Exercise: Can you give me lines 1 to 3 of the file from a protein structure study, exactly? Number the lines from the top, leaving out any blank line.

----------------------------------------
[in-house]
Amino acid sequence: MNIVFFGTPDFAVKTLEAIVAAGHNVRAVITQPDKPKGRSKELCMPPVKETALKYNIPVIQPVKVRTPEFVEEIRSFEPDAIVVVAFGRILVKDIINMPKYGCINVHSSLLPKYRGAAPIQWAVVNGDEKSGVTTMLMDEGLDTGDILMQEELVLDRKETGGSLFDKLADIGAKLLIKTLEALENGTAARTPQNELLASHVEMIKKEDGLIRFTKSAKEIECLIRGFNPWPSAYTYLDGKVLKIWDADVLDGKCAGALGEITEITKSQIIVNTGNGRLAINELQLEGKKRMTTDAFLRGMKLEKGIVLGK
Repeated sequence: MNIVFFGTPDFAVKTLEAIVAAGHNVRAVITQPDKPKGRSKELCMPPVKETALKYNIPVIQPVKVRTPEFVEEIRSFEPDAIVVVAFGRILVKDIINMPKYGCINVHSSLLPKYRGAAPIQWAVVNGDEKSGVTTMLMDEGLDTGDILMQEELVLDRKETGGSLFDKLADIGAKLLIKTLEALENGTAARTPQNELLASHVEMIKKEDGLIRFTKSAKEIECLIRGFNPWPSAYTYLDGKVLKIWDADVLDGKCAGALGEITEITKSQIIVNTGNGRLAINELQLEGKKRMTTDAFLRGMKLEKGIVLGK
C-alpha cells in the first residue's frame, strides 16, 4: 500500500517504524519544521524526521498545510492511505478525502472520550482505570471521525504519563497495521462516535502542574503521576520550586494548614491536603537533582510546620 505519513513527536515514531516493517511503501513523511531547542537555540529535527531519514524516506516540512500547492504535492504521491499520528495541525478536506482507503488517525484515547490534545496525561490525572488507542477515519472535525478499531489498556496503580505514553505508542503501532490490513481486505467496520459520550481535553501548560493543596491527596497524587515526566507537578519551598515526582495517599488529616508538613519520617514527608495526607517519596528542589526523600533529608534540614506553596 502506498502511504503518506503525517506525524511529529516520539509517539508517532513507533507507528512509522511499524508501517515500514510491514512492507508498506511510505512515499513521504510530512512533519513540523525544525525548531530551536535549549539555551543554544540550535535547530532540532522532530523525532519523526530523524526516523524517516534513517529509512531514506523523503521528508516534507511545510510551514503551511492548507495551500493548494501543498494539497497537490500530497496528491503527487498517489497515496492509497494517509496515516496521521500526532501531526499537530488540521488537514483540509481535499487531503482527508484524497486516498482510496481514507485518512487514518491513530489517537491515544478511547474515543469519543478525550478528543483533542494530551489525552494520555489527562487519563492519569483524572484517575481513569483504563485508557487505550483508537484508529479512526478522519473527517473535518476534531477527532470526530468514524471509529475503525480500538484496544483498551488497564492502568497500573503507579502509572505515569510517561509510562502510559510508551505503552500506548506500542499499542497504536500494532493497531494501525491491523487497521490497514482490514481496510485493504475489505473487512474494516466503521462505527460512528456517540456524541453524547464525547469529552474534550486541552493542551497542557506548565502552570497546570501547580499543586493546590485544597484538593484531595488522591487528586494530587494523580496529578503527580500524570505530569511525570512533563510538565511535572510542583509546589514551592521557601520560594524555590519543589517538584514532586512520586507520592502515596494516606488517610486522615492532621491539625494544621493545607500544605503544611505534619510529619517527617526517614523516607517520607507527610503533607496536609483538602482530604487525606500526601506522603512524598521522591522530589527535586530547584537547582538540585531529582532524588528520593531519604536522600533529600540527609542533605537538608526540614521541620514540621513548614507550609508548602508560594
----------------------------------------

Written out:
[in-house]
Amino acid sequence: MNIVFFGTPDFAVKTLEAIVAAGHNVRAVITQPDKPKGRSKELCMPPVKETALKYNIPVIQPVKVRTPEFVEEIRSFEPDAIVVVAFGRILVKDIINMPKYGCINVHSSLLPKYRGAAPIQWAVVNGDEKSGVTTMLMDEGLDTGDILMQEELVLDRKETGGSLFDKLADIGAKLLIKTLEALENGTAARTPQNELLASHVEMIKKEDGLIRFTKSAKEIECLIRGFNPWPSAYTYLDGKVLKIWDADVLDGKCAGALGEITEITKSQIIVNTGNGRLAINELQLEGKKRMTTDAFLRGMKLEKGIVLGK
Repeated sequence: MNIVFFGTPDFAVKTLEAIVAAGHNVRAVITQPDKPKGRSKELCMPPVKETALKYNIPVIQPVKVRTPEFVEEIRSFEPDAIVVVAFGRILVKDIINMPKYGCINVHSSLLPKYRGAAPIQWAVVNGDEKSGVTTMLMDEGLDTGDILMQEELVLDRKETGGSLFDKLADIGAKLLIKTLEALENGTAARTPQNELLASHVEMIKKEDGLIRFTKSAKEIECLIRGFNPWPSAYTYLDGKVLKIWDADVLDGKCAGALGEITEITKSQIIVNTGNGRLAINELQLEGKKRMTTDAFLRGMKLEKGIVLGK